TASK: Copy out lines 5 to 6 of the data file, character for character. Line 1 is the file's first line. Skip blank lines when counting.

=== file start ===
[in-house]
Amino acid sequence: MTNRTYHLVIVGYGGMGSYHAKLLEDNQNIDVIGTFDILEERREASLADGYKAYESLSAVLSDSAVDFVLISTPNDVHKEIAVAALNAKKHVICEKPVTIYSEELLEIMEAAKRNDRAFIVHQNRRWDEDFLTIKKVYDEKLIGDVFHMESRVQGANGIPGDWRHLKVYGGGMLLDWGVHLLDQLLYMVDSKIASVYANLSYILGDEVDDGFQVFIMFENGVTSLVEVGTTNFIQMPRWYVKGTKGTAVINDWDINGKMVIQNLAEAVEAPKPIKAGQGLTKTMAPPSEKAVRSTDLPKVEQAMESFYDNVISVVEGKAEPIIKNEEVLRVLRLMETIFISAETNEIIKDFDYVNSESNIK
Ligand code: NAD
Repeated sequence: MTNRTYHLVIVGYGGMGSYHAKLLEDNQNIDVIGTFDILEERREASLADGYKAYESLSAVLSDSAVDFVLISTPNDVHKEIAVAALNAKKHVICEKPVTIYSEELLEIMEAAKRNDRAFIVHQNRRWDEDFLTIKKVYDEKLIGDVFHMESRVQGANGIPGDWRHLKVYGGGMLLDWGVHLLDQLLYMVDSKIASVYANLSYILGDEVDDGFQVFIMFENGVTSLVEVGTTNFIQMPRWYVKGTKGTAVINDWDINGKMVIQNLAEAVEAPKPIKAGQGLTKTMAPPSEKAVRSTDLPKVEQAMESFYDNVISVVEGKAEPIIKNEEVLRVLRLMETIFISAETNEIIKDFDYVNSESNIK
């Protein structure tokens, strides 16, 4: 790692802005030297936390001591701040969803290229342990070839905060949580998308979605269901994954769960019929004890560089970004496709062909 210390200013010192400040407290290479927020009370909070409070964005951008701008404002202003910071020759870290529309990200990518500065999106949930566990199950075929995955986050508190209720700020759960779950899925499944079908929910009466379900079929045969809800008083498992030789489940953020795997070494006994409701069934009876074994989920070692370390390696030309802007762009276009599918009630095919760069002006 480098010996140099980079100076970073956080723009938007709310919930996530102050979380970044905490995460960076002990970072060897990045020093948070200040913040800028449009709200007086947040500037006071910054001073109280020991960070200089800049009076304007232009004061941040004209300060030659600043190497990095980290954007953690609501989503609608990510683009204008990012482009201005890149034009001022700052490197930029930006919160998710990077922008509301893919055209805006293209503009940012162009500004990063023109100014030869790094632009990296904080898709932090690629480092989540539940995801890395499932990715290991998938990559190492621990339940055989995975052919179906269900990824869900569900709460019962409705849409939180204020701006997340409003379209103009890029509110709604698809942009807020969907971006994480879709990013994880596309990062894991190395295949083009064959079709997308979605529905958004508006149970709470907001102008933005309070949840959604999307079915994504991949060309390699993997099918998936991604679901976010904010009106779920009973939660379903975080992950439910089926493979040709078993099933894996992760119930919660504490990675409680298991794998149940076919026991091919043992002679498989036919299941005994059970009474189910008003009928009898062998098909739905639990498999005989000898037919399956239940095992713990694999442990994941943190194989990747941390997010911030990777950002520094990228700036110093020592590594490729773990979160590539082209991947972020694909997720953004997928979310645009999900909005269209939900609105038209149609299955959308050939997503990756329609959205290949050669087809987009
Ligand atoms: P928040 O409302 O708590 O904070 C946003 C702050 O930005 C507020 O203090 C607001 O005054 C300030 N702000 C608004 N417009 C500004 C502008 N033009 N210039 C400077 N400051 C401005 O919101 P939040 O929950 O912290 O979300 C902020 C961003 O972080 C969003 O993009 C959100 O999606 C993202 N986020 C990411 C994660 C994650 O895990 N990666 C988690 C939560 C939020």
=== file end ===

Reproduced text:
């Protein structure tokens, strides 16, 4: 790692802005030297936390001591701040969803290229342990070839905060949580998308979605269901994954769960019929004890560089970004496709062909 210390200013010192400040407290290479927020009370909070409070964005951008701008404002202003910071020759870290529309990200990518500065999106949930566990199950075929995955986050508190209720700020759960779950899925499944079908929910009466379900079929045969809800008083498992030789489940953020795997070494006994409701069934009876074994989920070692370390390696030309802007762009276009599918009630095919760069002006 480098010996140099980079100076970073956080723009938007709310919930996530102050979380970044905490995460960076002990970072060897990045020093948070200040913040800028449009709200007086947040500037006071910054001073109280020991960070200089800049009076304007232009004061941040004209300060030659600043190497990095980290954007953690609501989503609608990510683009204008990012482009201005890149034009001022700052490197930029930006919160998710990077922008509301893919055209805006293209503009940012162009500004990063023109100014030869790094632009990296904080898709932090690629480092989540539940995801890395499932990715290991998938990559190492621990339940055989995975052919179906269900990824869900569900709460019962409705849409939180204020701006997340409003379209103009890029509110709604698809942009807020969907971006994480879709990013994880596309990062894991190395295949083009064959079709997308979605529905958004508006149970709470907001102008933005309070949840959604999307079915994504991949060309390699993997099918998936991604679901976010904010009106779920009973939660379903975080992950439910089926493979040709078993099933894996992760119930919660504490990675409680298991794998149940076919026991091919043992002679498989036919299941005994059970009474189910008003009928009898062998098909739905639990498999005989000898037919399956239940095992713990694999442990994941943190194989990747941390997010911030990777950002520094990228700036110093020592590594490729773990979160590539082209991947972020694909997720953004997928979310645009999900909005269209939900609105038209149609299955959308050939997503990756329609959205290949050669087809987009
Ligand atoms: P928040 O409302 O708590 O904070 C946003 C702050 O930005 C507020 O203090 C607001 O005054 C300030 N702000 C608004 N417009 C500004 C502008 N033009 N210039 C400077 N400051 C401005 O919101 P939040 O929950 O912290 O979300 C902020 C961003 O972080 C969003 O993009 C959100 O999606 C993202 N986020 C990411 C994660 C994650 O895990 N990666 C988690 C939560 C939020």